While I was writing The Between in the early 1990s, before I had even read a single Octavia E. Butler novel, I remember asking my sister if she thought anyone would read black horror stories. But sure enough, Terry McMillan had ignited the black commercial books boom of the 1990s, so I published The Between quickly, following up with My Soul to Keep, Joplin’s Ghost, The Good House, and my short story collection Ghost Summer, among others. In publishing, it was like I had two families who were rarely in the same space—black readers and horror readers.

Today, the lines are blurring a bit more. More horror readers are aware of black writers, and more black readers are embracing horror.

But as much as black horror is gaining popularity on screen, movies still haven’t caught up to the variety of black horror works available in literature. From the late, great L.A. Banks’s Vampire Huntress series to Brandon Massey to literary star Victor LaValle, black horror writers have been on the rise as well. The next step is to move from original scripts like Peele’s to film adaptations of black horror literature—which is on the horizon. LaValle’s The Ballad of Black Tom is in development at AMC, for example. Several of my works also have been in and out of option for years, but the timing may finally be right for a greenlight.

So far, my only film adaptation is the short zombie film I crowdfunded and shot myself: Danger Word, co-written with Steven Barnes, directed by Luchina Fisher. (You can see it free here at It stars veteran actor Frankie R. Faison and newcomer Saoirse Scott. During our crowdfunding campaign back in 2013, we railed against stereotypes and tropes, promising a new era in black horror.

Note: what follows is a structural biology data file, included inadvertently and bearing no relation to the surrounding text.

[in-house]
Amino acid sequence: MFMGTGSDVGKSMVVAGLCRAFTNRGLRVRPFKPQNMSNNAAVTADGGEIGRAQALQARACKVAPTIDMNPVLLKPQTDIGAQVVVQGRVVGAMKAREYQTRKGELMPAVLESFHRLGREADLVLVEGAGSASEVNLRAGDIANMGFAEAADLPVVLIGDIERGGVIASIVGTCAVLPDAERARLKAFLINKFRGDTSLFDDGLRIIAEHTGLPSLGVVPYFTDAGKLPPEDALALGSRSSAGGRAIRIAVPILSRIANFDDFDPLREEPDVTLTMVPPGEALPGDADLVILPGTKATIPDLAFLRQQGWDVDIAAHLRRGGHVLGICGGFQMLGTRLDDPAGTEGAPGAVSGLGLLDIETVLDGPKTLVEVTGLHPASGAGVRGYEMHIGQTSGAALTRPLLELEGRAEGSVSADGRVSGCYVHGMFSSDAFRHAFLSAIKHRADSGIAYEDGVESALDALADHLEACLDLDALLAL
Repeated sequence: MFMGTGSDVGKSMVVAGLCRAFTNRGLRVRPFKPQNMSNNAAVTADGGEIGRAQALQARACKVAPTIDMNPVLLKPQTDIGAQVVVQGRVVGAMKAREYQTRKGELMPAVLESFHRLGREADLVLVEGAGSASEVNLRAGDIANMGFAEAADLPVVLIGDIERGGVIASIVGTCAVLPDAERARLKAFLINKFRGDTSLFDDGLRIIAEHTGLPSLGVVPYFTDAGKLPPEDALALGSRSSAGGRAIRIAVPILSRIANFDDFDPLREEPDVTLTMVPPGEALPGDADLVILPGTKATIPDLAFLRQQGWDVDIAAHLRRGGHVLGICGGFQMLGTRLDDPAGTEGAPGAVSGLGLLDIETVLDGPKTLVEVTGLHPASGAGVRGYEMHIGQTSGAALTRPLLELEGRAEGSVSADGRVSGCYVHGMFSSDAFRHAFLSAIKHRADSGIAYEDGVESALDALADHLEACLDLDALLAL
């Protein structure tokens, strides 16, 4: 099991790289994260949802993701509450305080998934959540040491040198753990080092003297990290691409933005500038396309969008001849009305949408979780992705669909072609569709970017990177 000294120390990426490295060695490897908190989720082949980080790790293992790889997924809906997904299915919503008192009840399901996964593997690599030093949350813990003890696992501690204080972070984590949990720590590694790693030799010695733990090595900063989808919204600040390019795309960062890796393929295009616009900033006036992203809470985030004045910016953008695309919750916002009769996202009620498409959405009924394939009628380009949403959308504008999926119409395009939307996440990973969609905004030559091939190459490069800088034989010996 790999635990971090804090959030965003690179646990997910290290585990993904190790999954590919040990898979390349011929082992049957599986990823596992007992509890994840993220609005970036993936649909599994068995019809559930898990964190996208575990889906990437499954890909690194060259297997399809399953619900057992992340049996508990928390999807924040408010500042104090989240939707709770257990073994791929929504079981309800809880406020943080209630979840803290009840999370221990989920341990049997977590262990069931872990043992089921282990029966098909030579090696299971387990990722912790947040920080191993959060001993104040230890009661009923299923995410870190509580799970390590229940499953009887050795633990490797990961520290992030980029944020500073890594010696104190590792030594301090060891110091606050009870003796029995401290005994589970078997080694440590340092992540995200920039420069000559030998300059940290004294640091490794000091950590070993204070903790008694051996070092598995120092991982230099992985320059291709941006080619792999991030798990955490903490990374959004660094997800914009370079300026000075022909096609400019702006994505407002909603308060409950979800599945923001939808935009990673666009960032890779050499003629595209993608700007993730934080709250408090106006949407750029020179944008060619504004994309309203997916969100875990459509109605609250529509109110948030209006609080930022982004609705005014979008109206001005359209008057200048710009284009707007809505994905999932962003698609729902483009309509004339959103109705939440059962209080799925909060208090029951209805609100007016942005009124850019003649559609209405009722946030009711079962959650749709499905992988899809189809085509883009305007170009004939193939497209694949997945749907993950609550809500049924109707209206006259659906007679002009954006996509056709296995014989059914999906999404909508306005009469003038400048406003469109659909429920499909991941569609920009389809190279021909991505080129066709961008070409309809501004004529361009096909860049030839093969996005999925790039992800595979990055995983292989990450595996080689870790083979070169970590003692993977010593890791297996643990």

That era is here.

Here’s your Black Horror starter kit: Check out the Horror Noire Syllabus for recommendations for books, features, short films, literature and essays.

Also, check out my six-part digital download course based on my popular UCLA class, “The Sunken Place.” Special guests: Jordan Peele and Tony Todd!


Tananarive Due

Tananarive Due is an American Book Award and NAACP Image Award-winning author who was an executive producer on Horror Noire: A History of Black Horror for Shudder. She is also a screenwriter. She and her husband, science fiction author Steven Barnes, co-wrote an upcoming episode for Season 2 of The Twilight Zone for CBS All Access and Monkeypaw Productions. Due is the author of several novels and a short story collection, Ghost Summer: Stories. She is also co-author of a civil rights memoir, Freedom in the Family: A Mother-Daughter Memoir of the Fight for Civil Rights (with her late mother, Patricia Stephens Due). In 2013, she received a Lifetime Achievement Award in the Fine Arts from the Congressional Black Caucus Foundation. She teaches Afrofuturism and Black Horror at UCLA. Her website is at

Leave a Reply

You must be logged in to post a comment. You can register here.